Macro Report

Week’s Takeaway:

This week’s inflation data was mixed while manufacturing and housing data showed further softening. The underlying trend of cooling economic growth, labor, and inflation still suggests there is still an opening for at least one interest rate cut in the 2nd half of this year.


Early in the week, the NY FED 1yr inflation expectations consumer survey echoed the sentiment from the U of Michigan survey with a signal that there is less confidence in the disinflationary trend, with the reading increasing from 3% to 3.3% in April. Core PPI (ex. food & energy) also came in unchanged at 2.4%, above the expected 2.3% print. The Core CPI print calmed some of these nerves, coming line with the expected 3.6% print, marking the lowest core level since April 2021.

Manufacturing data largely disappointed this week, with the May Empire and Philadelphia Fed Manufacturing Surveys both below expectations, – (15.6 v -10.3), and (4.5 v 7.8), respectively. Even with the disappointment, it should be noted that Philly has been in expansion territory for 4 straight months. MoM industrial production also came in below expectations, printing 0%, v 0.2%. This was largely driven by manufacturing production – the largest component of the index – which was down -0.3% v 0.1% expected.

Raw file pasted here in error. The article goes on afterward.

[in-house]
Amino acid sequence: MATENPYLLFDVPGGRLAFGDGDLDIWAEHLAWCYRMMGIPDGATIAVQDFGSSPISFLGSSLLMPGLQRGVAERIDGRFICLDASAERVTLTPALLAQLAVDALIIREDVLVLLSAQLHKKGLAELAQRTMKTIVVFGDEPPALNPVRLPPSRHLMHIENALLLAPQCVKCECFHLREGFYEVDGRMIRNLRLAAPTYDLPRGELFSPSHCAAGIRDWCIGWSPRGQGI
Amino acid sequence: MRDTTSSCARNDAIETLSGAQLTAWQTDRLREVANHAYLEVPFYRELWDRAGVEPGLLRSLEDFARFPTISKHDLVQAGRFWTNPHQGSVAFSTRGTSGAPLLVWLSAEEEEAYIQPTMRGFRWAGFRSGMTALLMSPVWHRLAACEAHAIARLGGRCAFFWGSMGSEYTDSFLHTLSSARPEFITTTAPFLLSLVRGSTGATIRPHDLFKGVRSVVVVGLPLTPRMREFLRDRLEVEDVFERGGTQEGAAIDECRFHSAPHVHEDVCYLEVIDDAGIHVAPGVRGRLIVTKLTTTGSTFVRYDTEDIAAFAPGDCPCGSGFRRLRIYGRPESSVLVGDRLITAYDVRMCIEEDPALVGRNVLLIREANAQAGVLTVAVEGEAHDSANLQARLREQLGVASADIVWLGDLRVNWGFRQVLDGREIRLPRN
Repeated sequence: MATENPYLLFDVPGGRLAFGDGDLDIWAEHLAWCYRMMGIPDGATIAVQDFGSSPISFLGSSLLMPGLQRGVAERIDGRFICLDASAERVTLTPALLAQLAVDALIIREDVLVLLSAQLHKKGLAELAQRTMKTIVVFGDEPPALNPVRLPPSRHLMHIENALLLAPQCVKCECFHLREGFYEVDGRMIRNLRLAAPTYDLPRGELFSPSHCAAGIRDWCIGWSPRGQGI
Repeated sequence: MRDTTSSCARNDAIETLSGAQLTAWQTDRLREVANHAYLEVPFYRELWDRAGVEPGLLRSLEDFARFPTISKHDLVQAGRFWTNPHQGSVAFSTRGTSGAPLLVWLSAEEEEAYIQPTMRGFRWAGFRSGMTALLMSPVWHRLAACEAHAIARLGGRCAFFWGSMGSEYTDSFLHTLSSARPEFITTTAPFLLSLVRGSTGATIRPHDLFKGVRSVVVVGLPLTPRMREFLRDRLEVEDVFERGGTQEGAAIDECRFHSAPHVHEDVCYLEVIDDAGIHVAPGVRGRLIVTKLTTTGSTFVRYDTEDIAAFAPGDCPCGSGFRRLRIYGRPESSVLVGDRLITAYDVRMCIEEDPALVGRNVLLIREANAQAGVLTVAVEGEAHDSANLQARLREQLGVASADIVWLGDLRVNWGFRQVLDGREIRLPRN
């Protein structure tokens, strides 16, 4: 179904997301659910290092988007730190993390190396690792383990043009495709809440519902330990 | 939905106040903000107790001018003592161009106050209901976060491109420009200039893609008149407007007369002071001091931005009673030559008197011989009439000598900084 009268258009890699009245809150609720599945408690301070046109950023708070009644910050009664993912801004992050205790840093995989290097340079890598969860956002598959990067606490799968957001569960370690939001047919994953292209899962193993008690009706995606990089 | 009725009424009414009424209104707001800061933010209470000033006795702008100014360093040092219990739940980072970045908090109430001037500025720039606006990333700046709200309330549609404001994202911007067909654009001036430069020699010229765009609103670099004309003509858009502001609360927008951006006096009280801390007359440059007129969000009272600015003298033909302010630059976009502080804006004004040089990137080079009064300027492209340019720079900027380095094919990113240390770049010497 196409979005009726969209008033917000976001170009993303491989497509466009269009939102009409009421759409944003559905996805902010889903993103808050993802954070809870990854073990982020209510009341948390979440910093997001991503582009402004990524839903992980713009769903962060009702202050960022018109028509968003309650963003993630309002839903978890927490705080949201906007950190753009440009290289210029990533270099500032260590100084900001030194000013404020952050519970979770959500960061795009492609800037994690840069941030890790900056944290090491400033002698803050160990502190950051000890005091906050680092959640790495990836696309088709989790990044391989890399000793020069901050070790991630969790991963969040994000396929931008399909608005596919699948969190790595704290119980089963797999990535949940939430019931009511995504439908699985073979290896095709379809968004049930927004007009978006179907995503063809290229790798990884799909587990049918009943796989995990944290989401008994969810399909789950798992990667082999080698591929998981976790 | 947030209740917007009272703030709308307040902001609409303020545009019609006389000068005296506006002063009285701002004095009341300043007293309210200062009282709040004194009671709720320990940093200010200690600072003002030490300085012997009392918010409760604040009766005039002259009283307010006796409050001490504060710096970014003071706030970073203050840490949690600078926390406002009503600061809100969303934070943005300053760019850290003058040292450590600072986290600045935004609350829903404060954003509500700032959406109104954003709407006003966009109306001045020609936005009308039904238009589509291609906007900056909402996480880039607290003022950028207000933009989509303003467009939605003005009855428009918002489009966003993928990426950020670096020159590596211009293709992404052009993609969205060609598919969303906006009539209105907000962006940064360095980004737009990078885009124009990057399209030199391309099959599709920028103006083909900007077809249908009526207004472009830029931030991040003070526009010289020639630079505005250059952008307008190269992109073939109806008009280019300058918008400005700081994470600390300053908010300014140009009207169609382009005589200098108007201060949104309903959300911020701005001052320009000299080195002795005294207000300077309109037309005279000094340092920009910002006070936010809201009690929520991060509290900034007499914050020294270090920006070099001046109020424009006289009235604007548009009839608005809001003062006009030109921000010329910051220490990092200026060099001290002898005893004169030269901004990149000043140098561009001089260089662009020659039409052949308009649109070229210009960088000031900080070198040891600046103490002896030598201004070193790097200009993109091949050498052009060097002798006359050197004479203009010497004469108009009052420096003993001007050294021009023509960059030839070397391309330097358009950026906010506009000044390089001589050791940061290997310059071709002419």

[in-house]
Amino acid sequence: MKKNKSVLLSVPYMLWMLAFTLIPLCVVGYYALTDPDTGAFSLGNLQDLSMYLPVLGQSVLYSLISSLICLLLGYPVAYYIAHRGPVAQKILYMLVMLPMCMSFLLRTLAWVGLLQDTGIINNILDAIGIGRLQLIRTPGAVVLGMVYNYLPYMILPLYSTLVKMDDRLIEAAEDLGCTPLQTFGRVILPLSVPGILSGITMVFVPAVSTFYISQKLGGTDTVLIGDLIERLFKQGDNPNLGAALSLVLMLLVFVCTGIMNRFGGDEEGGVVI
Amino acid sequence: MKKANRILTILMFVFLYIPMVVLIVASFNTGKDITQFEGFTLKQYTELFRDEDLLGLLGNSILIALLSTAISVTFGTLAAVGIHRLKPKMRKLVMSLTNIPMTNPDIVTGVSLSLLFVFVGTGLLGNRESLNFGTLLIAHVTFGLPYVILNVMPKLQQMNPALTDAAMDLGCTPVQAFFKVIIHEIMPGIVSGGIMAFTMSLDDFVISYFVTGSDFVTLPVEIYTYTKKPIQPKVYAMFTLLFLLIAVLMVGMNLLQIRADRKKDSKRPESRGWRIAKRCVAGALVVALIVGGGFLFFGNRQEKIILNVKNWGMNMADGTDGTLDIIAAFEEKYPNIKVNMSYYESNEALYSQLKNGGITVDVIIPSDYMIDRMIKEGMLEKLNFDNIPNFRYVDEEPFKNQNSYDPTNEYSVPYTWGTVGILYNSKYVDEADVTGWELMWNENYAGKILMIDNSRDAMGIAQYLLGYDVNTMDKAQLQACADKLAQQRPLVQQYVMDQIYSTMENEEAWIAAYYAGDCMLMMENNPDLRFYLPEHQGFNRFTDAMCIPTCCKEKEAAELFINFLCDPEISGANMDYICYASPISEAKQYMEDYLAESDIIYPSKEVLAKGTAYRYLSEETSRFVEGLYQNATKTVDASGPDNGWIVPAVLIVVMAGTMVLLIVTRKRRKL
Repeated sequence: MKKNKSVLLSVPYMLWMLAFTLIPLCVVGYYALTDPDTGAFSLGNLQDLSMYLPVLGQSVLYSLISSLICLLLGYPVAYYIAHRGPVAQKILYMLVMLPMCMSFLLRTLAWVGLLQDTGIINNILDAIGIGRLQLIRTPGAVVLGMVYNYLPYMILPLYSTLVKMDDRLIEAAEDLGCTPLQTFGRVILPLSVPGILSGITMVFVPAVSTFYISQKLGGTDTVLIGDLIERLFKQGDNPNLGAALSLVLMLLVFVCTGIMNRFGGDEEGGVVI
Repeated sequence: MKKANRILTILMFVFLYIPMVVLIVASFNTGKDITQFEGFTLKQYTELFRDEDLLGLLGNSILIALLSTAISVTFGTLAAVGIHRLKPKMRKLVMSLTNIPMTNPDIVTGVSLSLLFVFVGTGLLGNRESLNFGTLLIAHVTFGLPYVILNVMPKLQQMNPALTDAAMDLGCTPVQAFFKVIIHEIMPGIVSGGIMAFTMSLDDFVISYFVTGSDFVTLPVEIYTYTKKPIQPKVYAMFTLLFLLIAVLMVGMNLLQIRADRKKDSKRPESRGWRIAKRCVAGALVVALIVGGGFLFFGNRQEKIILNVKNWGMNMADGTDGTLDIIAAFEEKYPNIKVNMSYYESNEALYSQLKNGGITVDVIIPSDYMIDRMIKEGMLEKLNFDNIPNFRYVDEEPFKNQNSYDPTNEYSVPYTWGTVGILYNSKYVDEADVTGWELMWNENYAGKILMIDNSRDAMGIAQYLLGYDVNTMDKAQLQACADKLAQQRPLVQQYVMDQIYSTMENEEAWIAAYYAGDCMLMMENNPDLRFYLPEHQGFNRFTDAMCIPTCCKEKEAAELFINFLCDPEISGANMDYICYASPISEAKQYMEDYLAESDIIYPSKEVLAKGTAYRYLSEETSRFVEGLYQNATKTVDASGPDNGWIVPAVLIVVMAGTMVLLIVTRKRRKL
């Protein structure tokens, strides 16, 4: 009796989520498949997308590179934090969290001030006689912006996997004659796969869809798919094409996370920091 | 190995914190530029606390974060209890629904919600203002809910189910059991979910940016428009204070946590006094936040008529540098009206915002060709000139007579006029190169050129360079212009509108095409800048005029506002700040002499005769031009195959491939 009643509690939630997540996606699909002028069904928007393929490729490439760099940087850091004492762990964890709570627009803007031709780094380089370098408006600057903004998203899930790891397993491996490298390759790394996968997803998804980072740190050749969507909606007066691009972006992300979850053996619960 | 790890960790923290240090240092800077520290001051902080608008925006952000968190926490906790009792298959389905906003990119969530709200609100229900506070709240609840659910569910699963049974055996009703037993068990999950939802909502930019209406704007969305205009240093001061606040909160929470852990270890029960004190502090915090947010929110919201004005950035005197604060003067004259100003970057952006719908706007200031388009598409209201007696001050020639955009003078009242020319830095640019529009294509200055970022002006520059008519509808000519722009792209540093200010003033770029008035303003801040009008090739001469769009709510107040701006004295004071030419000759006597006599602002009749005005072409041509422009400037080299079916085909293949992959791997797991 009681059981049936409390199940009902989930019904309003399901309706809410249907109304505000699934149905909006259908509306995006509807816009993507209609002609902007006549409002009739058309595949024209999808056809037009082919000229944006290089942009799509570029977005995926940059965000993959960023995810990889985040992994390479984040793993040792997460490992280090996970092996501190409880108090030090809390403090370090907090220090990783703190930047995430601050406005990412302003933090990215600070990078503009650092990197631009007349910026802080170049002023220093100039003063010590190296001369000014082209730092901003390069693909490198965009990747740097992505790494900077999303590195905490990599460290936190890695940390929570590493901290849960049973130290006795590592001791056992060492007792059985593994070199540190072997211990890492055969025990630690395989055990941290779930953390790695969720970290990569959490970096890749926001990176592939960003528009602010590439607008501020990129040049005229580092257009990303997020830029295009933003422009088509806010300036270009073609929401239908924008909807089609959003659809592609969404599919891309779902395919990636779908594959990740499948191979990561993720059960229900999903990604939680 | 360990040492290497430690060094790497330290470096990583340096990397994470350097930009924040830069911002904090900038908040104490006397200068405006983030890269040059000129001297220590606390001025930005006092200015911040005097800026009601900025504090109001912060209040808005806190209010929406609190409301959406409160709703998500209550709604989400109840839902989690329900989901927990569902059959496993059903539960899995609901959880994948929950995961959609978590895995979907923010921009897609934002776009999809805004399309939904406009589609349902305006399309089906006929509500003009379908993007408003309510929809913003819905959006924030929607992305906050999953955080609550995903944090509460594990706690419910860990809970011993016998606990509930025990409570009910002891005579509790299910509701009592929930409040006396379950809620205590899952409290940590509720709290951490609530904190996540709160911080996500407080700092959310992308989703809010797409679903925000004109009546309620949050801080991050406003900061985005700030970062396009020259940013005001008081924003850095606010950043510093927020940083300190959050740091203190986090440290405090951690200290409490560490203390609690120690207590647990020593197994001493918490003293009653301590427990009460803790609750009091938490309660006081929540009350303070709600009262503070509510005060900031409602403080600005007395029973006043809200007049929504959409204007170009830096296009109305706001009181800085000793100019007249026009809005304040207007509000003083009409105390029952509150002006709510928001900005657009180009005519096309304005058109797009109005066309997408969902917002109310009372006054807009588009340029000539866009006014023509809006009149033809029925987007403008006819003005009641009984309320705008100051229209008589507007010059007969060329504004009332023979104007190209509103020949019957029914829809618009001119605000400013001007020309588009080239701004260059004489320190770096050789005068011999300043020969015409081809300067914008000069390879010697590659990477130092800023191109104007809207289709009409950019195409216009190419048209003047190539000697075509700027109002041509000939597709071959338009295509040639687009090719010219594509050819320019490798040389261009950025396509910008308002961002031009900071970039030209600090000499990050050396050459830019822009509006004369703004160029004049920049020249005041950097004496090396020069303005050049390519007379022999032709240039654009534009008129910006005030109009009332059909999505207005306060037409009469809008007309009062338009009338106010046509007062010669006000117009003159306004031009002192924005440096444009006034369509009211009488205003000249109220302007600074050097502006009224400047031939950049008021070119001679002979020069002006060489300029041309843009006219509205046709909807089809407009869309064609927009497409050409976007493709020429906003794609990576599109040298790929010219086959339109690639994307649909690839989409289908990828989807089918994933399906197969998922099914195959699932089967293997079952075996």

The housing sector also came in soft, with the May NAHB Housing Market Index down for the first time since November. Building permits decreased in April, -3% versus an expected 1.6% increase, while housing starts increased, but not as significantly as forecasters anticipated, up 5.7% versus 8.6%. The drag in housing is likely the result of a steady increase in mortgage rates from early-March, through the end of April.

Finally, after last week’s surprising surge, initial jobless claims cooled, down to 222k, slightly above the expected 219k. This brings the 4-week moving average up to 218k, well below the threshold of 260k – the threshold we referenced last week as a level of distress.

Next Week’s Notes:

Next week, preliminary data will offer insights into the manufacturing sector for May. The S&P Global US Manufacturing PMI is expected to dip slightly to 49.6 from 50, suggesting a marginal contraction in

manufacturing activity. Additionally, April’s preliminary figures for Durable Goods Orders are projected to show a decrease to -0.8% from a previous 2.6% increase. Similarly, Durables Ex Transportation are forecasted to modestly decline to 0.1% from 0.2%.

We will also receive additional housing market data for April. Existing Home Sales are expected to remain steady at 4.19m units, while New Home Sales are projected to decline to 675k from 693k, indicating a slight cooling in the housing sector.

Finally, the University of Michigan consumer sentiment surveys final May data will be released, with Sentiment expected to rise from 67.4 to 67.8.